Saturday, October 16, 2010

Walking the Land of my Great, Great, Grandfather

When I was a kid, we would visit our grandparents in Indiana every summer. Spending time with my grandfather, he would tell stories about when he was a kid, especially about the summers that he spent with is grandfather. His grandfather was Iven Moore (apparently,pronounced like "Evan" in his lifetime).

Over the years, various members of our family have tried to find Iven's land, although the house is known to have burned down by the 1950's. Each of the attempts were frustrated by the poor memories of older family members and poor maps. One of the goals of this year's motorcycle trip was to find Iven's land.

My sister had dug into topo maps and property records since the last attempt. That, combined with satellite photos from Google gave us some idea of what to expect. The plan was for my sister and I to meet and see what we could learn.

View Iven Moore's Land in a larger map

Here is an interesting sidebar. I have a friend who is about to become a great grandmother. Her mother is 83 and still living, so she will be a great, great grandmother to a living child. In my case, my great, great grandfather was born in 1827 and passed after a long life in 1909. My great grandfather was born in 1831 and my grandfather was born in 1894. We seem to have a lot of space between generations in my family.

Iven was a master woodworker who made his living making everything from furniture to wagons. Although born in West Virginia, he brought his family down the Ohio on a flat boat and later moved to the hills of Indiana. The land he bought was back in the hills, on top of a tall hill. There, he built a 2 story log home in the shape of an 'L'. The outside was covered with clapboards to make the house look respectable and keep out the wind. The walls were said to be 14" thick.

He also built a barn, wood work shop, and a smoke house. Between their animals and fields, they grew most everything they needed. Using the woods around them for material, they made anything else they needed.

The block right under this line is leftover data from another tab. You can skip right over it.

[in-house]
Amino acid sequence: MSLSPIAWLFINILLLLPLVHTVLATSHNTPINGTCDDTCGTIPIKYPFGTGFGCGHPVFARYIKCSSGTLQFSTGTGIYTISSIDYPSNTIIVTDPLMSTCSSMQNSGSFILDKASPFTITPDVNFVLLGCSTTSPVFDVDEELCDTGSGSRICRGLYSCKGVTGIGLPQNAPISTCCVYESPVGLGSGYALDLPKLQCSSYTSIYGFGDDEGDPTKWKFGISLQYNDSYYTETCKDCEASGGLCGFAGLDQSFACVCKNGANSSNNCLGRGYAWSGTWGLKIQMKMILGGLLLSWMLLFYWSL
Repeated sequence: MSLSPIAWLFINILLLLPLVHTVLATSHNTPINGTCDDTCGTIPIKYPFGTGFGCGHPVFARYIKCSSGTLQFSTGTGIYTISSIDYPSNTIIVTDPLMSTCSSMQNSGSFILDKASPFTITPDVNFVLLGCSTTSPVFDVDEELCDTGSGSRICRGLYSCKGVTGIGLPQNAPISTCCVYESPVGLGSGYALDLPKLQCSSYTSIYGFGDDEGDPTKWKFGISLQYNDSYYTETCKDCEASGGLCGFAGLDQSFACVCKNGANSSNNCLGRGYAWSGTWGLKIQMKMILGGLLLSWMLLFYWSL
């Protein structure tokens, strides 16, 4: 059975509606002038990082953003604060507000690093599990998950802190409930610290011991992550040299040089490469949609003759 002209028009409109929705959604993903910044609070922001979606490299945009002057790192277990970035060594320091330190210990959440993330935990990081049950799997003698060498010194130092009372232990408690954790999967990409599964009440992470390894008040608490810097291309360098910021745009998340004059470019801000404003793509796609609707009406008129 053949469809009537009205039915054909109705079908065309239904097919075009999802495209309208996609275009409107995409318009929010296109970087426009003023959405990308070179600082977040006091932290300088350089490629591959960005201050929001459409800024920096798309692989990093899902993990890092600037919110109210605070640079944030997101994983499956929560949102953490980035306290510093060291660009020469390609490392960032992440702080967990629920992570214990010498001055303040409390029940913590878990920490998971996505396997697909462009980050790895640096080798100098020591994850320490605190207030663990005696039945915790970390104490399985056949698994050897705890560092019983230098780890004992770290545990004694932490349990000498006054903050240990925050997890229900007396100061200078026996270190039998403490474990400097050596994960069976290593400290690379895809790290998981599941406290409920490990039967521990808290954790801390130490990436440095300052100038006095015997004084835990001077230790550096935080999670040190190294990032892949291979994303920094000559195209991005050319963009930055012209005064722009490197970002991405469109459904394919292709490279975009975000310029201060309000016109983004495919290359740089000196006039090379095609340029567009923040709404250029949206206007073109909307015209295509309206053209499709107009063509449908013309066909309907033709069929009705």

Iven sold a few acres up on the hill to the Harmony Church and part of my sister's research told of a small cemetary in the churchyard.

Fast forward to 2010 and we used GPS to find Mt. Moriah Cemetery where Iven and Belinda are buried. When gravestones are more than 100 years old, the carving have sometimes faded, so you use your fingers to make out the letters and words.

New resident guarding the old gate to the Mt. Moriah Cemetery.

We drove over the ridge to the next valley where Iven lived and drove right up the driveway of a house where Iven's land should be. I went up to the house to ask permission to walk on their land and met the current owner who was a very private man. Overall, he wasn't comfortable with us being on his land, but our stories were convincing and he knew where the old cemetery lay. In the end, he decided to take us for a walk and show us the old cemetery. As the current owner was uncomfortable, I didn't take too many pictures, but I did like the light coming through the trees (photo above) and somehow felt it might be the kind of thing that Iven or my grandfather would have seen in these woods.

This place must have always been remote. It is in a part of Indiana that is below the reach of the glaciers. The valley's here are narrow and winding. They have been eroded over the many centuries. Iven's hilltop is relatively flat, but hill side is steep and 50 to 100 feet above the valley.

The cemetery didn't hold any of our relatives, just a few forgotten graves overgrown by the forest. Someone had planted Myrtle at one of the graves. Over the years, it has grown beyond the graveyard and now forms a telltale ground cover in part of the forest.

I suppose that none of this is particularly significant to anyone other than my sister and I. Still, I felt a connection to a long ago ancestor. I imagined the home he built and felt the connection to the workshop and its tools. There is a wistful feeling from seeing and walking on land that connects to my grandfather's stories.

So here is to all of my ancestors. A line of people, experiences, and stories that are more a part of me than I realize.

1 comment:

  1. Excellent story, Jac. Funny how we have some need to stand where our fore-bearers stood. I think it helps us have a reference point for our own place in history. Too, I think we must unconsciously hope that we won't be forgotten, that someone will care 100 years on who we were and how we lived.